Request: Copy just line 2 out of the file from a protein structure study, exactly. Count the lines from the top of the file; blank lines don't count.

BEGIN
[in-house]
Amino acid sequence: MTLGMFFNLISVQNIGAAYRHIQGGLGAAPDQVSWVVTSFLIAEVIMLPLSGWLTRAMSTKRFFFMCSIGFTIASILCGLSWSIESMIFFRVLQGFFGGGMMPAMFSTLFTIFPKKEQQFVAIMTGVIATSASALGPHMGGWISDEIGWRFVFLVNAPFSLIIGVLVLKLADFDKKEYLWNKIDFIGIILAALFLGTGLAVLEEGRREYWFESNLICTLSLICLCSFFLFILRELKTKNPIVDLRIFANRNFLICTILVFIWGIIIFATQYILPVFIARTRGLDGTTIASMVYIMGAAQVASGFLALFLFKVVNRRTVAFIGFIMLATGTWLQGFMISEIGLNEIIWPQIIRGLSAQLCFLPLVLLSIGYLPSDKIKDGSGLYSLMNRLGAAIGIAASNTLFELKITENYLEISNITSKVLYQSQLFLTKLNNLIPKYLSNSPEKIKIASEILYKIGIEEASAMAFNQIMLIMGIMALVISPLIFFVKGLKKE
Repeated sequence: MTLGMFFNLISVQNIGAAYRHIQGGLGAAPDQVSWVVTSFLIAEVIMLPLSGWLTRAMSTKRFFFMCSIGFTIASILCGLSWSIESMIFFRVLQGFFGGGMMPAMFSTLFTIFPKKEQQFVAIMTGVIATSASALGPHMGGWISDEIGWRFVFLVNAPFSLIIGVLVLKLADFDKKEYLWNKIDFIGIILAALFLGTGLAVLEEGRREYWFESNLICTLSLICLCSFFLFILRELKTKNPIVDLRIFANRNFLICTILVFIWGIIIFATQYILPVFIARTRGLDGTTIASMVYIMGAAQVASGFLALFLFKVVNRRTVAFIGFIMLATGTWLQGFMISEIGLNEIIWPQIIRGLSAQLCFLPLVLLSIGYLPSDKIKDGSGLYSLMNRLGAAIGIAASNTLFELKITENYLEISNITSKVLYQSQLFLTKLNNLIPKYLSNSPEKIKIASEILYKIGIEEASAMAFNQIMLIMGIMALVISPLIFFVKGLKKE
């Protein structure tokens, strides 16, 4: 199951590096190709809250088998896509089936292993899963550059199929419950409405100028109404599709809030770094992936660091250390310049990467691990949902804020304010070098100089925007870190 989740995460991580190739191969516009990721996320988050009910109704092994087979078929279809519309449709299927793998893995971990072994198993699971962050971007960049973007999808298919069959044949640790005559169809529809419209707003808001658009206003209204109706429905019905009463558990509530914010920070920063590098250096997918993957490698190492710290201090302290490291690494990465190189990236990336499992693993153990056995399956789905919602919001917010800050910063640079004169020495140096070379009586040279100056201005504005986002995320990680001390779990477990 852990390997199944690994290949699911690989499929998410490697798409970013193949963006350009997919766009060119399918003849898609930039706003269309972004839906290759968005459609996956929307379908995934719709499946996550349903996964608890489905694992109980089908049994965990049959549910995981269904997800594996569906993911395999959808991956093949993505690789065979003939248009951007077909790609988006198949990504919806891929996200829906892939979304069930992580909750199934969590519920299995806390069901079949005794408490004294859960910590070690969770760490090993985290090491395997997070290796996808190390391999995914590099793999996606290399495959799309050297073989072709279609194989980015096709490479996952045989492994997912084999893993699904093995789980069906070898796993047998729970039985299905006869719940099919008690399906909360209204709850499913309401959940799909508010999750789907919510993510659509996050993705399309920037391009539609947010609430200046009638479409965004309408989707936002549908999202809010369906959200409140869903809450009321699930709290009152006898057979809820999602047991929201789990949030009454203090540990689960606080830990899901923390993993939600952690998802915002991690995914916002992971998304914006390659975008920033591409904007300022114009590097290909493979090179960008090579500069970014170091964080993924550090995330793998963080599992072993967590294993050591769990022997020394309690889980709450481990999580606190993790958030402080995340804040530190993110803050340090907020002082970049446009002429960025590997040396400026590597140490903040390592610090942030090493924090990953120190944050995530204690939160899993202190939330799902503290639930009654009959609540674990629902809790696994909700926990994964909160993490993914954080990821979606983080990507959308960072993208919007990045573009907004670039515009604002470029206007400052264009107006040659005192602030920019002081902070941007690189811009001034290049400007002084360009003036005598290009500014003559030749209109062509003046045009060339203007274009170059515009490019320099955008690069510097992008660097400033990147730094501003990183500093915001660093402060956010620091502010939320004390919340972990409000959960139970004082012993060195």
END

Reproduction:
Amino acid sequence: MTLGMFFNLISVQNIGAAYRHIQGGLGAAPDQVSWVVTSFLIAEVIMLPLSGWLTRAMSTKRFFFMCSIGFTIASILCGLSWSIESMIFFRVLQGFFGGGMMPAMFSTLFTIFPKKEQQFVAIMTGVIATSASALGPHMGGWISDEIGWRFVFLVNAPFSLIIGVLVLKLADFDKKEYLWNKIDFIGIILAALFLGTGLAVLEEGRREYWFESNLICTLSLICLCSFFLFILRELKTKNPIVDLRIFANRNFLICTILVFIWGIIIFATQYILPVFIARTRGLDGTTIASMVYIMGAAQVASGFLALFLFKVVNRRTVAFIGFIMLATGTWLQGFMISEIGLNEIIWPQIIRGLSAQLCFLPLVLLSIGYLPSDKIKDGSGLYSLMNRLGAAIGIAASNTLFELKITENYLEISNITSKVLYQSQLFLTKLNNLIPKYLSNSPEKIKIASEILYKIGIEEASAMAFNQIMLIMGIMALVISPLIFFVKGLKKE